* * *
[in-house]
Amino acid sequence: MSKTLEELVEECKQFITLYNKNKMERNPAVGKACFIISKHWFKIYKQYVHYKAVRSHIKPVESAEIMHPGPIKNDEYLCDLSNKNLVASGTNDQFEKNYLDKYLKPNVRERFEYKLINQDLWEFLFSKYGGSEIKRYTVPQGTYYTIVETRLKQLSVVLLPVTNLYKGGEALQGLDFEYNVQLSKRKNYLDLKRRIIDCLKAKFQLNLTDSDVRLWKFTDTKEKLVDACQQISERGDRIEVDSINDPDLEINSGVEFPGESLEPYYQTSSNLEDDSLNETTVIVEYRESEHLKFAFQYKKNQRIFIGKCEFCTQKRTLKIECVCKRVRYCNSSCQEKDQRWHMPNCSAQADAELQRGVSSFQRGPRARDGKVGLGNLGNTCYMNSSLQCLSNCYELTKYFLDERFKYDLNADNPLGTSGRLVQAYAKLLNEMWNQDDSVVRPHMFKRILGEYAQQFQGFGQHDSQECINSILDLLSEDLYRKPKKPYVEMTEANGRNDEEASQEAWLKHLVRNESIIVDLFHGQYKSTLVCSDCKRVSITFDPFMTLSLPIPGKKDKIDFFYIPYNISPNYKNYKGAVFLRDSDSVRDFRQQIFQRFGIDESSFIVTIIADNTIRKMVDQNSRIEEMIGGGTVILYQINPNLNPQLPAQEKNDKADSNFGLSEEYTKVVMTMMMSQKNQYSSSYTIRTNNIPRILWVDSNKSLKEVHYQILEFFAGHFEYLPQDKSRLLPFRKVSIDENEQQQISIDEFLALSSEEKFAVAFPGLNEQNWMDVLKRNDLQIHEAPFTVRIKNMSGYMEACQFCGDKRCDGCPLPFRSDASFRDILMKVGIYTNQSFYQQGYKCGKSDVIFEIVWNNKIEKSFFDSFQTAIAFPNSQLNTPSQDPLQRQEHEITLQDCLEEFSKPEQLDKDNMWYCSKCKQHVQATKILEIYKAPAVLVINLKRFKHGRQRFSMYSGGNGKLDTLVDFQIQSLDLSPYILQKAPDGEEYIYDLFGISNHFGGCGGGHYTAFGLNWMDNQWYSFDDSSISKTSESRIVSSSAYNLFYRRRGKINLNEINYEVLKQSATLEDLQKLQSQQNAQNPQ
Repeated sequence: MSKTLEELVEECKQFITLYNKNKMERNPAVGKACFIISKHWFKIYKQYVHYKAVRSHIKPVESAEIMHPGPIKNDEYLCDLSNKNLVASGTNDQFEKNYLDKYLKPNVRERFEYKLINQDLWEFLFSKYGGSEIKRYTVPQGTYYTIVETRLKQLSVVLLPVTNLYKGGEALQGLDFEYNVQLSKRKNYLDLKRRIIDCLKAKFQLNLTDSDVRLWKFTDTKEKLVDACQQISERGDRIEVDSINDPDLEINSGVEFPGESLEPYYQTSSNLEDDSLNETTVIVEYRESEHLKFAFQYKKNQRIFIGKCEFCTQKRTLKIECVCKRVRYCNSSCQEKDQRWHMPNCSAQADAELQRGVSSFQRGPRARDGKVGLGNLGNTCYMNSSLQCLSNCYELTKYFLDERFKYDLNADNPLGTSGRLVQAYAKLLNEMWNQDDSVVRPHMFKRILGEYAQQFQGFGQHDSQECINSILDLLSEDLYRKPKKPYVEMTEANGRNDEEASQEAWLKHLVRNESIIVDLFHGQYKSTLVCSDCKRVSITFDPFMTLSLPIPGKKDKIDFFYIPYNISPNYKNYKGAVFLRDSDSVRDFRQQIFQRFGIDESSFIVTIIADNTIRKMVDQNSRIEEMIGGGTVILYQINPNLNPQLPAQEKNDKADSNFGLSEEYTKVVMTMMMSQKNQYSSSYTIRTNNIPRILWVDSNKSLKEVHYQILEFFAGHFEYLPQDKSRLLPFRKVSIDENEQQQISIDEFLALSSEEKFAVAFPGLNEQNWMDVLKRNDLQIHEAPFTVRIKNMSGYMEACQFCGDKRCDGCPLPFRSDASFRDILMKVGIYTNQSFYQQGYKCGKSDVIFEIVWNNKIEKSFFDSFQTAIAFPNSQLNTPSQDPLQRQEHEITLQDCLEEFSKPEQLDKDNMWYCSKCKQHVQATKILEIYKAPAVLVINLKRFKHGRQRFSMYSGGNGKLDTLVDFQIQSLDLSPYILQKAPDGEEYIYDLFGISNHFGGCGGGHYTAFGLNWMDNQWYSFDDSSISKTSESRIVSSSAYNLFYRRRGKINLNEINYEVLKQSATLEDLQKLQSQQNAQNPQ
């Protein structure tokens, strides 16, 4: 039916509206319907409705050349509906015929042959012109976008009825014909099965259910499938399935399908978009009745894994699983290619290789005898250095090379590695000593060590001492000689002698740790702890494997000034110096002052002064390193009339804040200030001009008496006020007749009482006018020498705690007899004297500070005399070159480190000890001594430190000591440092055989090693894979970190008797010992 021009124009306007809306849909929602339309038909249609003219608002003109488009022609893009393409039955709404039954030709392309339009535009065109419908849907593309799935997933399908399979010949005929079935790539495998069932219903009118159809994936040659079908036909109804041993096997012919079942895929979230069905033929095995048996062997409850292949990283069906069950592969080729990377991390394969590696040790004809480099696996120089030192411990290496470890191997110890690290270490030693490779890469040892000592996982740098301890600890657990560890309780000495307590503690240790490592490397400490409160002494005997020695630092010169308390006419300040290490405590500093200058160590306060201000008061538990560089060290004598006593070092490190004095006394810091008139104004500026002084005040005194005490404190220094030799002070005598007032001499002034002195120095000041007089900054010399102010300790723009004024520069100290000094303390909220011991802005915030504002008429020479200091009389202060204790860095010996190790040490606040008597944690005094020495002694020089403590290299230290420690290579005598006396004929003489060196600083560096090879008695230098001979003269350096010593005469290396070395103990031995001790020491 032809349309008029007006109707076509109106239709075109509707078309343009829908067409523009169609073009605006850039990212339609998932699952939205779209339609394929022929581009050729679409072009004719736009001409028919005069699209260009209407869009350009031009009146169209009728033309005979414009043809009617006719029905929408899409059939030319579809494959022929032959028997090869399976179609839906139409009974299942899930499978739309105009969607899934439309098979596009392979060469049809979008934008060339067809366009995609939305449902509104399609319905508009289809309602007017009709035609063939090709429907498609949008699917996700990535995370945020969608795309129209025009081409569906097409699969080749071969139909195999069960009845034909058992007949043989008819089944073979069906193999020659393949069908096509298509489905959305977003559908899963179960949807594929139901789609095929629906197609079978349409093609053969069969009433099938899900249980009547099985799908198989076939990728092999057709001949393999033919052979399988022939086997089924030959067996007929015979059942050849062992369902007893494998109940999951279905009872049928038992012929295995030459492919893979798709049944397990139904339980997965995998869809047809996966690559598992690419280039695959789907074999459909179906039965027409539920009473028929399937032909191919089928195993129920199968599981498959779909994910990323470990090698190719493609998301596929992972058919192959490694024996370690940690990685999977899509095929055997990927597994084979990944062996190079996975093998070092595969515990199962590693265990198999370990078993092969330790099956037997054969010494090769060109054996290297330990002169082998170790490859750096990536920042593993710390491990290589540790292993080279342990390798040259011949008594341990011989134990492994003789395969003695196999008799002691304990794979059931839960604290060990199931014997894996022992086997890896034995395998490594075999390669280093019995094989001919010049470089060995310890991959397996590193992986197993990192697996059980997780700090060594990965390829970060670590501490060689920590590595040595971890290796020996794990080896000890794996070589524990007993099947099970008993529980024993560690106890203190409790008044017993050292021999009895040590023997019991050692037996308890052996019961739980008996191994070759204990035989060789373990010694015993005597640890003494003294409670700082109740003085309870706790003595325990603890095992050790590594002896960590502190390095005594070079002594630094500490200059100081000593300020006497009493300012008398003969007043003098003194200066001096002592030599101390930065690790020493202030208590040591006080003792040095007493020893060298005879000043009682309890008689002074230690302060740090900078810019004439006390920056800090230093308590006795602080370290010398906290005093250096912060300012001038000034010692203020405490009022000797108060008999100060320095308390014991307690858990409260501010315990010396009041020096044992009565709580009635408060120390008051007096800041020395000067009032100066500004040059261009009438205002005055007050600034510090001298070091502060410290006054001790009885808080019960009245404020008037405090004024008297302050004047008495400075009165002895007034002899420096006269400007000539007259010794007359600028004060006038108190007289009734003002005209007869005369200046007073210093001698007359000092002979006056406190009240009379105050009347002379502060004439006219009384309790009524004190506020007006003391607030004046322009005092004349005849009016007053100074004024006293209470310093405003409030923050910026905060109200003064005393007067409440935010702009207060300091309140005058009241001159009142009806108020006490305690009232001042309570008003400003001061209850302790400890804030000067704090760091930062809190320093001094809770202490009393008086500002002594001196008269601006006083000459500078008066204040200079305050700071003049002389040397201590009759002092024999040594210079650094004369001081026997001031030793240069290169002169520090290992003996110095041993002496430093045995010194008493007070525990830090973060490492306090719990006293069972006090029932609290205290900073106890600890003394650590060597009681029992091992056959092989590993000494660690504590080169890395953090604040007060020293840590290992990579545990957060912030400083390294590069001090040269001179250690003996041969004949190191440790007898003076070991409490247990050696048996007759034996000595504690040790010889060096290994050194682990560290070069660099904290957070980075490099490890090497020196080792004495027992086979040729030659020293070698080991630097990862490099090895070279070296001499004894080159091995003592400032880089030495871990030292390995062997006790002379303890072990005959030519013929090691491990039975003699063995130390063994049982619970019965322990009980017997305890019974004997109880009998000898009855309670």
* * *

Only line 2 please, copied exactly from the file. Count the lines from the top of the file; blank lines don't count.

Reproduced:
Amino acid sequence: MSKTLEELVEECKQFITLYNKNKMERNPAVGKACFIISKHWFKIYKQYVHYKAVRSHIKPVESAEIMHPGPIKNDEYLCDLSNKNLVASGTNDQFEKNYLDKYLKPNVRERFEYKLINQDLWEFLFSKYGGSEIKRYTVPQGTYYTIVETRLKQLSVVLLPVTNLYKGGEALQGLDFEYNVQLSKRKNYLDLKRRIIDCLKAKFQLNLTDSDVRLWKFTDTKEKLVDACQQISERGDRIEVDSINDPDLEINSGVEFPGESLEPYYQTSSNLEDDSLNETTVIVEYRESEHLKFAFQYKKNQRIFIGKCEFCTQKRTLKIECVCKRVRYCNSSCQEKDQRWHMPNCSAQADAELQRGVSSFQRGPRARDGKVGLGNLGNTCYMNSSLQCLSNCYELTKYFLDERFKYDLNADNPLGTSGRLVQAYAKLLNEMWNQDDSVVRPHMFKRILGEYAQQFQGFGQHDSQECINSILDLLSEDLYRKPKKPYVEMTEANGRNDEEASQEAWLKHLVRNESIIVDLFHGQYKSTLVCSDCKRVSITFDPFMTLSLPIPGKKDKIDFFYIPYNISPNYKNYKGAVFLRDSDSVRDFRQQIFQRFGIDESSFIVTIIADNTIRKMVDQNSRIEEMIGGGTVILYQINPNLNPQLPAQEKNDKADSNFGLSEEYTKVVMTMMMSQKNQYSSSYTIRTNNIPRILWVDSNKSLKEVHYQILEFFAGHFEYLPQDKSRLLPFRKVSIDENEQQQISIDEFLALSSEEKFAVAFPGLNEQNWMDVLKRNDLQIHEAPFTVRIKNMSGYMEACQFCGDKRCDGCPLPFRSDASFRDILMKVGIYTNQSFYQQGYKCGKSDVIFEIVWNNKIEKSFFDSFQTAIAFPNSQLNTPSQDPLQRQEHEITLQDCLEEFSKPEQLDKDNMWYCSKCKQHVQATKILEIYKAPAVLVINLKRFKHGRQRFSMYSGGNGKLDTLVDFQIQSLDLSPYILQKAPDGEEYIYDLFGISNHFGGCGGGHYTAFGLNWMDNQWYSFDDSSISKTSESRIVSSSAYNLFYRRRGKINLNEINYEVLKQSATLEDLQKLQSQQNAQNPQ